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Thursday, February 8, 2018


What is a DDP file, and what are the advantages?
By Rob Stewart - - Last updated August 7, 2017
DDP stands for “Disc Description Protocol”, a proprietary format developed by DCA, Inc. DDP files are used when sending music to a CD manufacturer (also used for DVD formats). DDP files allow you to set all of the parameters for the CD such as the exact gap between each song, the cross fades and other information. A DDP file allows the producer and mastering engineer to have complete control over all parameters for the CD, therefore it is recommended for critical applications when you have very specific artistic needs for the production.
In the early days of CD manufacturing, a CD audio “master” would be sent to the manufacturer, and they would create a glass master from that CD from which all of the copies would be made with. This approach is still used today in many situations. The advantage is that it’s simple. The disadvantage is that if your original CD master contains any data errors (which are quite common, just not easy to hear because the CD player “rebuilds” the damaged audio on playback using redundant information stored on the CD), those errors get included in the manufactured CDs as well. DDP files, on the other hand, have a significant amount of error correction built in which prevents any errors from making it to the final finished product.
Many CD manufacturers also accept regular audio files (typically WAV or AIF format), and there’s nothing wrong with using those to assemble the CD from, however, it’s important to note that unless you yourself can make time to meet with the manufacturer to set up the layout for the CD (gaps, any cross fades, pause marks etc.), the manufacturer will most likely use a default setting which may or may not meet your needs.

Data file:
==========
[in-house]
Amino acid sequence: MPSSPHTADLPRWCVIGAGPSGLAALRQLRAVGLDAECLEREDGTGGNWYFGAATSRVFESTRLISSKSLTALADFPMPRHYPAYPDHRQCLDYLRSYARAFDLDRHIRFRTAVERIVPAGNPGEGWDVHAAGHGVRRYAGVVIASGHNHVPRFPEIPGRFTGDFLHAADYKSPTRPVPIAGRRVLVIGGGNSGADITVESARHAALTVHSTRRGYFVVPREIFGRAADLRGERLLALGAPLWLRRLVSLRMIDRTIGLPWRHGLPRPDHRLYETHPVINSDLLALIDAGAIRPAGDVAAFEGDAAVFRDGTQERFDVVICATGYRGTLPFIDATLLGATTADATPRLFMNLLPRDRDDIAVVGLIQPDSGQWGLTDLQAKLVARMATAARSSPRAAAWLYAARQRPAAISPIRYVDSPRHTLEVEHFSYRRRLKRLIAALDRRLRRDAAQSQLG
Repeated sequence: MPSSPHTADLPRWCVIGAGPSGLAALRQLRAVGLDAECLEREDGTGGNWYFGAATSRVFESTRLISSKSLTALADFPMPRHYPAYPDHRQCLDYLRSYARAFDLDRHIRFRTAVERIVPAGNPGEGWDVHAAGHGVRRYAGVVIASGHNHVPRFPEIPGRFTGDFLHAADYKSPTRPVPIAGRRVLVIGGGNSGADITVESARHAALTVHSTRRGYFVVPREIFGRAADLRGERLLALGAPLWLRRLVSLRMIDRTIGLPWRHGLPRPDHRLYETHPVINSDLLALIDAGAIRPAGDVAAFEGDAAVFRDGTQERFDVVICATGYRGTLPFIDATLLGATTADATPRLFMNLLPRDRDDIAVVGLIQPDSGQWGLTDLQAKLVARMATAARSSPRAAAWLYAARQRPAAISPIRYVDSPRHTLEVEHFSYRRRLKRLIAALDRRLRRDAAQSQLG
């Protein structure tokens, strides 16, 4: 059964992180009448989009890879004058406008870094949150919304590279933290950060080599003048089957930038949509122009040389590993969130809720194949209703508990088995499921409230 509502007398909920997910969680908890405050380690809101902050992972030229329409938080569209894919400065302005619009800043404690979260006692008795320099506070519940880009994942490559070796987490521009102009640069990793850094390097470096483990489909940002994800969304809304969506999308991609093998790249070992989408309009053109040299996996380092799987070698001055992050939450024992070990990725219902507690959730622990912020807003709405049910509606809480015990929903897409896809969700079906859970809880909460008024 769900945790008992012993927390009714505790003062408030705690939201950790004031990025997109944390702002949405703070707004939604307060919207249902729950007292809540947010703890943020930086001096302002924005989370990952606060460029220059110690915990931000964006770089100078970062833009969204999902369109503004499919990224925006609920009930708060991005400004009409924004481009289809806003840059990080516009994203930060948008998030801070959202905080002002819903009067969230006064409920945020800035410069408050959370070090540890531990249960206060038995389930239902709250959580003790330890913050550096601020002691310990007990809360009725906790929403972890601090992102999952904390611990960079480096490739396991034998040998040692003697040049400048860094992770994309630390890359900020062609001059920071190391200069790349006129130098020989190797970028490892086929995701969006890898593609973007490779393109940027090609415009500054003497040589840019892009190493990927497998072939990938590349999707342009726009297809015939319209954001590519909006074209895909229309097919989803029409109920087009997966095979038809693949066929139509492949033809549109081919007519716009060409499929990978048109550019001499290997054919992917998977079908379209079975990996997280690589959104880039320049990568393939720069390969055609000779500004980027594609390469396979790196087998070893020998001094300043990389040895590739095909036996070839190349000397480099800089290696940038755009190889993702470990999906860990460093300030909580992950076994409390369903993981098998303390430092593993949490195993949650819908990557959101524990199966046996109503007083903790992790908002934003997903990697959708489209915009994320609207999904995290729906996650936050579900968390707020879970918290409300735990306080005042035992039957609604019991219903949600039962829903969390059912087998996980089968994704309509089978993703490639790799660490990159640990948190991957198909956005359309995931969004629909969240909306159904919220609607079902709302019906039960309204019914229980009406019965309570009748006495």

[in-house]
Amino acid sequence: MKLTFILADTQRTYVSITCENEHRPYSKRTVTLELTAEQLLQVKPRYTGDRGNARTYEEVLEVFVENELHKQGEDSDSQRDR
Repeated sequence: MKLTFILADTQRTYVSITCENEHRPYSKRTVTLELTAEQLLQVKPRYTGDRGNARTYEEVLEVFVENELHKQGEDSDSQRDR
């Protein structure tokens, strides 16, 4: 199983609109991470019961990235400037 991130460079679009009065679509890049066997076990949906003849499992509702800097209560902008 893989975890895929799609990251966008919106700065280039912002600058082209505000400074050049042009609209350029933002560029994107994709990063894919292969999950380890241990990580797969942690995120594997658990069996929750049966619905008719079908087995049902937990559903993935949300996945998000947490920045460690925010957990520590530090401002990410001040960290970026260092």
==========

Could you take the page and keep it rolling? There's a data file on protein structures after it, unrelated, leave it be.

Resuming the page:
Important Note: To avoid misunderstandings and extra cost, I recommend checking with the disc manufacturer, or duplicator, to confirm if they can accept a DDP file, before you choose to use this file format for your project. Many disc duplicators are setup to duplicate finished media (for example, an Audio CD), versus taking a DDP file and making an Audio CD from it. If you send them a DDP file in that situation, you may end up with several hundred disc-copies of a DDP file! To be safe, always ask first.
How do you create a DDP file?
DDP files are fairly simple to create, you just need the right software. Please refer to the links page for some examples of DDP creator software available on the market, today. Making a DDP file is a lot like authoring a CD. You assemble your list of songs in the DDP creator software, and then setup any additional features that you need to include in the CD. After you have finished, you export the DDP file.
Can DDP help prevent errors in digital delivery formats such as iTunes?
While it is true that raw audio files can become corrupted when sent over the internet, DDP is designed specifically for use in CD manufacturing. If you are submitting your songs for music mastering, or to iTunes or other digital distribution services, I recommend zipping the files to an archive format (ZIP, RAR, TAR etc.) before sending it. If the zip file goes corrupt during transmission, it will not open, thus guaranteeing that you’ll know that your audio files are error free.
Questions and Answers